Guide: How to Prepare for a Drug Detox Program

Over 20 million Americans struggle with a substance use disorder. Addiction can profoundly affect the quality of you and your loved ones' lives. Seeking professional help and treatment is often essential to your well-being.

The right drug detox can help you safely withdraw from drugs and alcohol. It can also help you feel structured and supported during a scary time. For many, it's the first step towards a lasting, sustained recovery.

Chances are, you have plenty of questions, fears, and maybe even doubts about what to expect.

We're here to break it down to you. Let's get into what you need to know.

What is Detox?

Drug detox refers to a set of managed interventions aimed to help ease difficult withdrawal symptoms.

When you become addicted to drugs or alcohol, you experience an increased tolerance to the substance's effects. Furthermore, when you suddenly stop taking the substance, your body enters a state of withdrawal.

The state of withdrawal depends on several variables including:

  • the types of drugs abused
  • intensity of addiction
  • your mental health status
  • your age
  • co-morbid disorders (depression, anxiety)
  • physical health

Because each person has different withdrawal symptoms, there is no "specific" length of detox.

In your drug detox, you will typically have round-the-clock medical and psychiatric support. This will help ease uncomfortable psychological and physical symptoms.

Where is Detox?

There are detox facilities all across the country. Each detox runs differently, but all the overarching goal of helping you feel safe.

Some people prefer to go to a local detox. This may be best if you are a provider for your family or cannot take extensive time off work.

Others prefer to go out-of-state for drug detox treatment. This option can work well for people who need to be away from their current environment. It also works well for those who intend on entering a long-term treatment afterward.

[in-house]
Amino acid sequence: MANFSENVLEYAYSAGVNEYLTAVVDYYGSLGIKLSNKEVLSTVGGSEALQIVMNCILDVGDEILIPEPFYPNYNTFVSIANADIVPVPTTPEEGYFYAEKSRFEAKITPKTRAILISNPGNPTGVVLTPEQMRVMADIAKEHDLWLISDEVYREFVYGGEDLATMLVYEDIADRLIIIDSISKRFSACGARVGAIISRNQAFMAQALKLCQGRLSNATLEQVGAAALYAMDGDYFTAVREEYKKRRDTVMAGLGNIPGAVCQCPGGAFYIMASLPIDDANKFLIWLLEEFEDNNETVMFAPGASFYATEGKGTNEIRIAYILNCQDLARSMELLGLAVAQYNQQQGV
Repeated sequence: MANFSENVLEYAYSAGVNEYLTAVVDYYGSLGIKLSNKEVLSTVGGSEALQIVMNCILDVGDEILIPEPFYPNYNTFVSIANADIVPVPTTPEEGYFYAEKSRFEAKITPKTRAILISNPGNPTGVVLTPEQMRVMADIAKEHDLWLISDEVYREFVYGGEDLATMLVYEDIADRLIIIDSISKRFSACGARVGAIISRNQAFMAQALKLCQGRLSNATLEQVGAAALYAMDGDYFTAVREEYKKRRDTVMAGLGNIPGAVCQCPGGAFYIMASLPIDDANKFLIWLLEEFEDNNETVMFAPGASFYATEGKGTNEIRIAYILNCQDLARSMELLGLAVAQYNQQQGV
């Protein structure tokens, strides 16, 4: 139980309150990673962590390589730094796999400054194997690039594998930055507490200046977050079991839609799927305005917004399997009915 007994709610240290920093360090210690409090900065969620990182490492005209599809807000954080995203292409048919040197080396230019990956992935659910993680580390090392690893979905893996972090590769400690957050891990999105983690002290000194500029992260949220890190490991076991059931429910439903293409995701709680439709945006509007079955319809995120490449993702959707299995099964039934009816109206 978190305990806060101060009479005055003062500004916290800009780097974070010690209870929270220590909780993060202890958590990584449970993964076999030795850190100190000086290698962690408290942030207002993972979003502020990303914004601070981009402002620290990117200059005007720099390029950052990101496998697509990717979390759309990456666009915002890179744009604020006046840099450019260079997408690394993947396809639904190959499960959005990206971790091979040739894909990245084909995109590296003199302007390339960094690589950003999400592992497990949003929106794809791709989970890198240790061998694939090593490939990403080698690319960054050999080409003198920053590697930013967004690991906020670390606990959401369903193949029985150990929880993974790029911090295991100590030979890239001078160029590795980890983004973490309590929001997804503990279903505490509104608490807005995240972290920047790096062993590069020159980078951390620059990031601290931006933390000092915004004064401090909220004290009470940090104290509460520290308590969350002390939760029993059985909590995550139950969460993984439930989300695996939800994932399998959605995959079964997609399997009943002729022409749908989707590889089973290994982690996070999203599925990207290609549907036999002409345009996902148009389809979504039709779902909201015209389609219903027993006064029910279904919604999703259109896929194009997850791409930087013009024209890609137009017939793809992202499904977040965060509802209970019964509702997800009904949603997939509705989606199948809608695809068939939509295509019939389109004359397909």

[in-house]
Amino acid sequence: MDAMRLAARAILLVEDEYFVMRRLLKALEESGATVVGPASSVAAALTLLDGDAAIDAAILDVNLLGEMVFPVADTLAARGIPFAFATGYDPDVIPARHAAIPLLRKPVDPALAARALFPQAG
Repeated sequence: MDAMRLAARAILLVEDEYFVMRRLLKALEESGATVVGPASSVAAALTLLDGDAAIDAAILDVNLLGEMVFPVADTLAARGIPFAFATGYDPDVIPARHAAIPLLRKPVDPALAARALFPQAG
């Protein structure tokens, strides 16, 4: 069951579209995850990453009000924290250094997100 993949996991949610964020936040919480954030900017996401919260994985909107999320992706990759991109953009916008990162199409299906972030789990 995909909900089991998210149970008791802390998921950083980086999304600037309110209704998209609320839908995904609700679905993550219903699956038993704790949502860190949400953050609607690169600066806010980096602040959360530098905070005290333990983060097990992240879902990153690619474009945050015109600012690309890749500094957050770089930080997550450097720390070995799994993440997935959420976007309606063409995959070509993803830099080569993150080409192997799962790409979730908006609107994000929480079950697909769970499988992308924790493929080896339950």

Detox may be funded a variety of ways including:

  • insurance reimbursements
  • private or cash pay
  • scholarships
  • publicly funded (free)
  • sliding scale
  • payment plans
  • loans

When you speak to different admission counselors, be upfront with what you can (and cannot afford).

A good treatment center will happily answer your questions regarding finances.

What Happens in Detox?

At first, you'll probably fill out an initial evaluation and undergo a comprehensive medical exam.

This is to clear you for detox, assess your individual needs, and develop an appropriate treatment plan. You will typically be assigned a case manager and be introduced to the facility's staff.

From there, you may be prescribed certain withdrawal medications. For example, it is common for patients detoxing from alcohol to receive benzodiazepines, like Valium. Similarly, people detoxing from stimulants, like meth, may receive an SSRI to assist with accompanying depression symptoms.

Depending on your drug history, detox symptoms can vary. However, you may experience the following issues.


Symptoms may include:

  • Anxiety and depression
  • High temperatures (fevers)
  • Confusion
  • Hallucinations
  • Seizures

Detox from alcohol varies depending on the individual, but it can last anywhere between 4-7 days.

Opioids (Heroin, Oxycontin, Percocet, Vicodin)

Symptoms may include:

  • Body aches
  • Anger/agitation
  • High cravings
  • Nausea and vomiting
  • Muscular pain
  • Depression

Drug detox from opioids can be highly distressing and uncomfortable. After all, many people continue to use opioids to avoid withdrawal. With that in mind, opioid detox in it of itself is not life-threatening.